While it might seem like multiple choice questions are best suited to comprehension questions, you can also use this strategy for interpretation questions. For example, I like to ask: “Which of the following inferences could best be made as a result of reading this text?” Just like I would do if I were only creating one version of the test, I want to end up with one answer for each text that I think is the best, and then a couple of distractor answers. But in this case, the best answer for one text will be one of the distractors for the others! I might throw in a fourth possibility that isn’t supported by any of the texts, or I might just leave the question with three possible choices, but either way, I’ve managed to create one question that I can use for all three of the reading passages.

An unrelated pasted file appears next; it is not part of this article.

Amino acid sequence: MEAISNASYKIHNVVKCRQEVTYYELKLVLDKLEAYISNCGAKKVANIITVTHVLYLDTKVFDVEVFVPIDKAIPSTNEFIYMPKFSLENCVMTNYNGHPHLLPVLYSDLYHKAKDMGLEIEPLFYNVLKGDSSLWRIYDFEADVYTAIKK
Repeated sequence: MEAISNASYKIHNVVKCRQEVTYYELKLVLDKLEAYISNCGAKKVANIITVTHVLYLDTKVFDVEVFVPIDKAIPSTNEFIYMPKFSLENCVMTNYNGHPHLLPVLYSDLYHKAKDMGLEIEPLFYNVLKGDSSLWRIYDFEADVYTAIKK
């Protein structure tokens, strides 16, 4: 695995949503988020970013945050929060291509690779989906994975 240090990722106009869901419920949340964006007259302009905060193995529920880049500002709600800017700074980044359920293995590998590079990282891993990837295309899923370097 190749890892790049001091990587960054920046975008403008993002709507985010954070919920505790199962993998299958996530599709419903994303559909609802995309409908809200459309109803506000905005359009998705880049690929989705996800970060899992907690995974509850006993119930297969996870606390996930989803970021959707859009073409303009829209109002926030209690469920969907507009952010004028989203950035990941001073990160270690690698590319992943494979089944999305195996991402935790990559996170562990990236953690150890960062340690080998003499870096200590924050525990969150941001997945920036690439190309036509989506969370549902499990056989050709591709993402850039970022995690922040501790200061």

One thing to note here: I always, always, always ask my students to justify their answers when I give them multiple choice questions. This lets me see if a correct answer is due to guessing, or if it reflects genuine understanding. It also lets me give students credit if their answer is different from what I had in mind — as long as they can justify it, and their justification makes sense, I’ll happily give them credit! I might point out why I think a different answer is a better choice, but more than once, I’ve had a student blow my mind with a really thoughtful response that I simply hadn’t considered. If I hadn’t asked them to justify their answers, I would have missed that thoughtfulness and just marked them wrong.
Those are my three favorite strategies for creating a differentiated assessment, where you can create and print one test that will work for three different leveled texts!
So, now that you have your differentiated assessment ready to go, how will you put it into practice in your classroom?